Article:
Marina Benjamin’s Insomnia, published by Scribe in November 2018, is described as an ‘intense, lyrical, witty, and humane exploration of a state we too often consider only superficially.’ In her memoir, Benjamin has ‘produced an unsettling account of an unsettling condition that treats our inability to sleep not as a disorder, but as an existential experience that can electrify our understanding of ourselves, and of creativity and love.’

Its blurb points to the way in which Insomnia crosses genre boundaries: ‘At once philosophical and poetical, the book ranges widely over history and culture, literature and art, exploring a threshold experience that is intimately involved with trespass and contamination: the illicit importing of day into night.’ Lauded in several reviews on the book’s inside cover are the strength and beauty of Benjamin’s writing. Olivia Laing compares it to Anne Carson’s, and says of the book: ‘Every insomniac knows how sleeplessness warps and deforms reality. Marina Benjamin anatomises its endless nights and red-eyed mornings, finding a sublime language for this strange state of lack.’ Francis Spufford calls Benjamin ‘the Scheherazade of sleeplessness, spinning tale upon tale, insight upon insight, in frayed and astonishing and finally ecstatic leaps.’

Benjamin’s prose is raw and honest, and there is an impressive amount of polish given to the whole. Insomnia has been pieced together using a fragmentary style. Some of Benjamin’s entries span a long paragraph; others consist of a single sentence.  Each entry provides a rumination which is, in some way, related to sleeplessness. The central thread which runs through the whole connects each of the fragments together, and it feels almost as though it comes full-circle.

Benjamin’s writing is both sensual and provocative. At the beginning of Insomnia, whilst she is describing her own experiences with the inability to sleep, she talks of the voluptuous quality of being awake whilst everyone around her is sleeping. She writes: ‘When I am up at night the world takes on a different hue. It is quieter and closer and there are textures of the dark I have begun paying attention to.  I register the thickening, sense-dulling darkness that hangs velvety as a pall over deep night, and the green-black tincture you get when moisture charges the atmosphere with static.’ She goes on to describe one of the main effects which insomnia has upon her: ‘At the velvet end of my insomniac life I am a heavy-footed ghost, moving from one room to another, weary, leaden – there, but also not there.’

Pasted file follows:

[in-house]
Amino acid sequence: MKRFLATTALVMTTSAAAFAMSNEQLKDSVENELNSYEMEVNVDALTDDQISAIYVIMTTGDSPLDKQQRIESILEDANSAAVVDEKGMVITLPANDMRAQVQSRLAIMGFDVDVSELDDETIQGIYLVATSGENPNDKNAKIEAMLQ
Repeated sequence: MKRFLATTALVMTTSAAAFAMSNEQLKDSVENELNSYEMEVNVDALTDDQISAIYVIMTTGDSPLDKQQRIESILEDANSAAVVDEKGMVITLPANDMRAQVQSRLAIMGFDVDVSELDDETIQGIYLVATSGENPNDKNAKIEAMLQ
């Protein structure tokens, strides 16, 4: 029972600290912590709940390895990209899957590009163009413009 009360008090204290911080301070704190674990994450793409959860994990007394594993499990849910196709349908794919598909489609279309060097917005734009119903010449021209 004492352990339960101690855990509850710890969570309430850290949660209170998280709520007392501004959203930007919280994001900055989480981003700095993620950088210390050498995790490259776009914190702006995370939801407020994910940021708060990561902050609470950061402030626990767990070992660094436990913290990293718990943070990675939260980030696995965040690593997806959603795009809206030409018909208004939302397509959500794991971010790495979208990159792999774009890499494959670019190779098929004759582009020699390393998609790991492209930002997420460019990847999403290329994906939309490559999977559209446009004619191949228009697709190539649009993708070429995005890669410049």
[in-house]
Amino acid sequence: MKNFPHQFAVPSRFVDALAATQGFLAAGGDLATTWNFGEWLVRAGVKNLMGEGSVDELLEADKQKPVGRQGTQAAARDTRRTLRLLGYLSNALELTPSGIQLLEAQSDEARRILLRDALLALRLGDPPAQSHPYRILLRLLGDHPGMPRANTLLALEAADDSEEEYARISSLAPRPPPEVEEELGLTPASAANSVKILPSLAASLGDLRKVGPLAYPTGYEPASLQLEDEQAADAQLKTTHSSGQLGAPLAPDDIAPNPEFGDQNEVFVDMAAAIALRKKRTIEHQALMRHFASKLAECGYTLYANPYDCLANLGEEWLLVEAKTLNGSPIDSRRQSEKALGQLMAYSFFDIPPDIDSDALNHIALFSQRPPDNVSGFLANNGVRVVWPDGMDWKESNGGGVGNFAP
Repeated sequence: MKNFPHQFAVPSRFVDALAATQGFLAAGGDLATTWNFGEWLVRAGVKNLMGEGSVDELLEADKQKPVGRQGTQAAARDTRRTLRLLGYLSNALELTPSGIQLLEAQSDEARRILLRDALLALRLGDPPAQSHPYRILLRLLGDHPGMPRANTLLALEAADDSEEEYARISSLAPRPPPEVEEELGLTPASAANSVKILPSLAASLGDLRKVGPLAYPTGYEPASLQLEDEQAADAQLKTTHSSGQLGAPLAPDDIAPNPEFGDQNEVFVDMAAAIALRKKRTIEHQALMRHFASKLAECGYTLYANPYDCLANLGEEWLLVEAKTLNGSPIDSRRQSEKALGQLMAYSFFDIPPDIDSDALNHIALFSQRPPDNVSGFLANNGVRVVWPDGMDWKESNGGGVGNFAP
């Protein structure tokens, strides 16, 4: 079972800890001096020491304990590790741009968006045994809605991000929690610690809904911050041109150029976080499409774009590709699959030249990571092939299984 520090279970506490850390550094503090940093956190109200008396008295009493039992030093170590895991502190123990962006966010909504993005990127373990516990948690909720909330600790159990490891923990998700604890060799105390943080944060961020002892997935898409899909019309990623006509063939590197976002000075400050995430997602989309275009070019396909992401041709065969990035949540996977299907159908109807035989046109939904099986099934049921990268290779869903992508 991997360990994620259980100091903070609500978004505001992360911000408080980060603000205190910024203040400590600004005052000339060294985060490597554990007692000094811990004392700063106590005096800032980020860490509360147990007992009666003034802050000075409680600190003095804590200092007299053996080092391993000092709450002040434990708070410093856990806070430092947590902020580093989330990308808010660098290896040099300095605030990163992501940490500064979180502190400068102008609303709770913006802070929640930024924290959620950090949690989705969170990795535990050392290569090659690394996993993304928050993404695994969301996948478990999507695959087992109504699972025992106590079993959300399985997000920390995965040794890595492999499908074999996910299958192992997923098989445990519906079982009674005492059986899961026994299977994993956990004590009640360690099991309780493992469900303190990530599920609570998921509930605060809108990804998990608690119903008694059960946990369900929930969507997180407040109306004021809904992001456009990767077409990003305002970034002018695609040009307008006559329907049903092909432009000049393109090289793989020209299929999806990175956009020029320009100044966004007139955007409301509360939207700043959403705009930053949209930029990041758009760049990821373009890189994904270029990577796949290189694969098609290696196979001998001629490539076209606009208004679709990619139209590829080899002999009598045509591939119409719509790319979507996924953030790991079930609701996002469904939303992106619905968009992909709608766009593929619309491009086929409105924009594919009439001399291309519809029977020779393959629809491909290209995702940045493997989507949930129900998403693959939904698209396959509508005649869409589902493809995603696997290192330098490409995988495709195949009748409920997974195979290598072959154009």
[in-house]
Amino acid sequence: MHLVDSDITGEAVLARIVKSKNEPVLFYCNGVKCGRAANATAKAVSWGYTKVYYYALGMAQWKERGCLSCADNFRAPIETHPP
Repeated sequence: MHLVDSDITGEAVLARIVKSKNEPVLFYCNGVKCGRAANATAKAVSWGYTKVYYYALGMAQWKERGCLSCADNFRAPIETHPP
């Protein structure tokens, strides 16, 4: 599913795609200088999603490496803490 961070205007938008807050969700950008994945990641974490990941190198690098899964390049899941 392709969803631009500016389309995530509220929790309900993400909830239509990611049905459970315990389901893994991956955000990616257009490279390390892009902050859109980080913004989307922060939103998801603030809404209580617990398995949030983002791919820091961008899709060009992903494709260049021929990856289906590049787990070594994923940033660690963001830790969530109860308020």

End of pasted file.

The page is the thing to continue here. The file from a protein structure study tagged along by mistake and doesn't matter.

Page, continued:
Benjamin is always aware of herself in time. She is candid about her experiences with sleeplessness, and is able to give weight and importance to the very early morning, which many of us miss. ‘These days,’ she tells us, ‘my prime time is 4.15 a.m., a betwixt and between time, neither day nor night. At 4.15 a.m., birds chirrup, foxes scream, and sometimes, when the rotating schedule for landing and take-off from Heathrow Airport collides with my sleeplessness, planes rumble overhead.’ She gives thought, too, to the spaces we share when we sleep: ‘To share a bed with someone is to entertain a conversation played out in the language of movement and space.’

Benjamin’s ideas feel rather profound at times. She asks, for instance, ‘If we insist on defining something in terms of what it annuls then how can we grasp the essence of what is lost when it shows itself? And how can we tell if there is anything to be gained by its presence? This is the trouble with insomnia.’

In Insomnia, she probes what insomnia really means, and traces such things as the word’s origins, and its interpretations throughout history. She examines different ‘cures’ given to those suffering with insomnia, and draws connections between women sufferers, thought to be mad, being sent to live in asylums. Benjamin moves fluidly between such subjects as religion, mindfulness, nightmares, and ancient folktales, to alchemy, psychology, and representations of the night.

Of the collective experience of insomnia, which she points out is little discussed, she writes: ‘Like travel, insomnia is an uprooting experience. You are torn out of sleep like a plant from its native soil, then shaken down so that any clinging vestige of slumber falls away, naked confusion exposed like nerve endings. Sleep, in its turn, is a matter of gravity. It pulls you down, beds you in the earth,  burrows you in.  In sleep you connect back to the bedrock that provides nourishment and restorative rest.’

Benjamin’s book is rich and layered. Despite covering only 122 pages, she has managed to create a measured and well-structured approach to a condition which needs more attention drawn toward it. Her ruminations are always of interest, and feel rather thought-provoking, particularly when they draw together feelings which those of us who are not insomniacs are so aware of, and can connect with: ‘Insomnia makes an island of you. It is, bottom line, a condition of profound loneliness. And not even a dignified loneliness, because in insomnia you are cannibalised by your own gnawing thoughts.’

I have never, thankfully, suffered with insomnia, but Benjamin’s memoir has given me a real insight into what the experience involves. I had never before thought that losing sleep would have any positive qualities, but Benjamin’s musings have made me reconsider this. I found Insomnia surprisingly moving at times.

Insomnia by Marina Benjamin
Scribe UK 9781911344926 pbk Nov 2018